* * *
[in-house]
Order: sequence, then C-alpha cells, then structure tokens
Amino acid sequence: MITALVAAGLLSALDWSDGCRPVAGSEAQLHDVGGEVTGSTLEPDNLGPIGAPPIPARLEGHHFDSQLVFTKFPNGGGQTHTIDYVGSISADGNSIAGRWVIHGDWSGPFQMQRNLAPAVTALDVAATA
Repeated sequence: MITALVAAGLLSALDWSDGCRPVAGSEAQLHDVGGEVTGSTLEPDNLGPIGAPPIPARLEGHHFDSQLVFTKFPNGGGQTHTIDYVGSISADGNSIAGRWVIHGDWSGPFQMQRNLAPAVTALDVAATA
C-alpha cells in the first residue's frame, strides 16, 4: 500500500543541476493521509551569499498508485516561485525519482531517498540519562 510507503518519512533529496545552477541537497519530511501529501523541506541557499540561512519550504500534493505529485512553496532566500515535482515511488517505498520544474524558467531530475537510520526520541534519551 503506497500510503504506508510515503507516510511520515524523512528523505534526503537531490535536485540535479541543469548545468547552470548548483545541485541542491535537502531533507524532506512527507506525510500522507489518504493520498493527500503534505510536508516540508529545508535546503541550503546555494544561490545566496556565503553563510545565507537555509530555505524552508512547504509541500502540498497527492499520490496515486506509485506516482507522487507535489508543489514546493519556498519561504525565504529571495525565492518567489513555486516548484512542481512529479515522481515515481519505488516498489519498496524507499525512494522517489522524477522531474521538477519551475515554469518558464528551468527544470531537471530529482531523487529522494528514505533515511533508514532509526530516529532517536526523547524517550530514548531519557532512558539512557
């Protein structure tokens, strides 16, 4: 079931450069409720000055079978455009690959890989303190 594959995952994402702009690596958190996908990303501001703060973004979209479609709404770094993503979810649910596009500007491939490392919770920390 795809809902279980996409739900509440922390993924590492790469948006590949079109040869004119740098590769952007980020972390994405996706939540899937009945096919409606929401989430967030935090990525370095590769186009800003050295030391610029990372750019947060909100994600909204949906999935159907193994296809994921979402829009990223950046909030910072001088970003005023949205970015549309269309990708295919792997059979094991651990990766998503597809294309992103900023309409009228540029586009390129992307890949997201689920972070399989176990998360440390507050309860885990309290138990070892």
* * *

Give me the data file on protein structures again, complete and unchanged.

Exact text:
[in-house]
Order: sequence, then C-alpha cells, then structure tokens
Amino acid sequence: MITALVAAGLLSALDWSDGCRPVAGSEAQLHDVGGEVTGSTLEPDNLGPIGAPPIPARLEGHHFDSQLVFTKFPNGGGQTHTIDYVGSISADGNSIAGRWVIHGDWSGPFQMQRNLAPAVTALDVAATA
Repeated sequence: MITALVAAGLLSALDWSDGCRPVAGSEAQLHDVGGEVTGSTLEPDNLGPIGAPPIPARLEGHHFDSQLVFTKFPNGGGQTHTIDYVGSISADGNSIAGRWVIHGDWSGPFQMQRNLAPAVTALDVAATA
C-alpha cells in the first residue's frame, strides 16, 4: 500500500543541476493521509551569499498508485516561485525519482531517498540519562 510507503518519512533529496545552477541537497519530511501529501523541506541557499540561512519550504500534493505529485512553496532566500515535482515511488517505498520544474524558467531530475537510520526520541534519551 503506497500510503504506508510515503507516510511520515524523512528523505534526503537531490535536485540535479541543469548545468547552470548548483545541485541542491535537502531533507524532506512527507506525510500522507489518504493520498493527500503534505510536508516540508529545508535546503541550503546555494544561490545566496556565503553563510545565507537555509530555505524552508512547504509541500502540498497527492499520490496515486506509485506516482507522487507535489508543489514546493519556498519561504525565504529571495525565492518567489513555486516548484512542481512529479515522481515515481519505488516498489519498496524507499525512494522517489522524477522531474521538477519551475515554469518558464528551468527544470531537471530529482531523487529522494528514505533515511533508514532509526530516529532517536526523547524517550530514548531519557532512558539512557
């Protein structure tokens, strides 16, 4: 079931450069409720000055079978455009690959890989303190 594959995952994402702009690596958190996908990303501001703060973004979209479609709404770094993503979810649910596009500007491939490392919770920390 795809809902279980996409739900509440922390993924590492790469948006590949079109040869004119740098590769952007980020972390994405996706939540899937009945096919409606929401989430967030935090990525370095590769186009800003050295030391610029990372750019947060909100994600909204949906999935159907193994296809994921979402829009990223950046909030910072001088970003005023949205970015549309269309990708295919792997059979094991651990990766998503597809294309992103900023309409009228540029586009390129992307890949997201689920972070399989176990998360440390507050309860885990309290138990070892």